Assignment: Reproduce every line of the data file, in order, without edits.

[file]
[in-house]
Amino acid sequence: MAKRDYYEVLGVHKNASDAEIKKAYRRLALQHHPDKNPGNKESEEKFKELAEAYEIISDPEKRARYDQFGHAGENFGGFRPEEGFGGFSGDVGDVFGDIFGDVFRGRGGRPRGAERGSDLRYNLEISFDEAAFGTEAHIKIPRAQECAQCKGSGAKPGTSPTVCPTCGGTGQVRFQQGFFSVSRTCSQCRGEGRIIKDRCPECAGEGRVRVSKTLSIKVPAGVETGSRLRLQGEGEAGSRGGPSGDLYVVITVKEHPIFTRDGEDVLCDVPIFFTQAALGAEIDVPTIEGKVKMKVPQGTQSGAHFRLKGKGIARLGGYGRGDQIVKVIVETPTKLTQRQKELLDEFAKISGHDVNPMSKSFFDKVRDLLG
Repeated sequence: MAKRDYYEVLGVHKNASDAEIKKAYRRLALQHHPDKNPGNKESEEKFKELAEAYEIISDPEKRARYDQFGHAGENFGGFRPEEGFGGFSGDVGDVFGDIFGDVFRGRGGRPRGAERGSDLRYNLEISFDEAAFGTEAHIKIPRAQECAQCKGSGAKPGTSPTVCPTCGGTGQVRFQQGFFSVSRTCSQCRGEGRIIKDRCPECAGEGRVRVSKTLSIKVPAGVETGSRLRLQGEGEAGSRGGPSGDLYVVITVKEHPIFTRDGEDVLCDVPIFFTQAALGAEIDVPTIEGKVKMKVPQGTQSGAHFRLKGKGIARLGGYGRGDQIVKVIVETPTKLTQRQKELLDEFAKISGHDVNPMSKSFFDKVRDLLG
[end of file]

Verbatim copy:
[in-house]
Amino acid sequence: MAKRDYYEVLGVHKNASDAEIKKAYRRLALQHHPDKNPGNKESEEKFKELAEAYEIISDPEKRARYDQFGHAGENFGGFRPEEGFGGFSGDVGDVFGDIFGDVFRGRGGRPRGAERGSDLRYNLEISFDEAAFGTEAHIKIPRAQECAQCKGSGAKPGTSPTVCPTCGGTGQVRFQQGFFSVSRTCSQCRGEGRIIKDRCPECAGEGRVRVSKTLSIKVPAGVETGSRLRLQGEGEAGSRGGPSGDLYVVITVKEHPIFTRDGEDVLCDVPIFFTQAALGAEIDVPTIEGKVKMKVPQGTQSGAHFRLKGKGIARLGGYGRGDQIVKVIVETPTKLTQRQKELLDEFAKISGHDVNPMSKSFFDKVRDLLG
Repeated sequence: MAKRDYYEVLGVHKNASDAEIKKAYRRLALQHHPDKNPGNKESEEKFKELAEAYEIISDPEKRARYDQFGHAGENFGGFRPEEGFGGFSGDVGDVFGDIFGDVFRGRGGRPRGAERGSDLRYNLEISFDEAAFGTEAHIKIPRAQECAQCKGSGAKPGTSPTVCPTCGGTGQVRFQQGFFSVSRTCSQCRGEGRIIKDRCPECAGEGRVRVSKTLSIKVPAGVETGSRLRLQGEGEAGSRGGPSGDLYVVITVKEHPIFTRDGEDVLCDVPIFFTQAALGAEIDVPTIEGKVKMKVPQGTQSGAHFRLKGKGIARLGGYGRGDQIVKVIVETPTKLTQRQKELLDEFAKISGHDVNPMSKSFFDKVRDLLG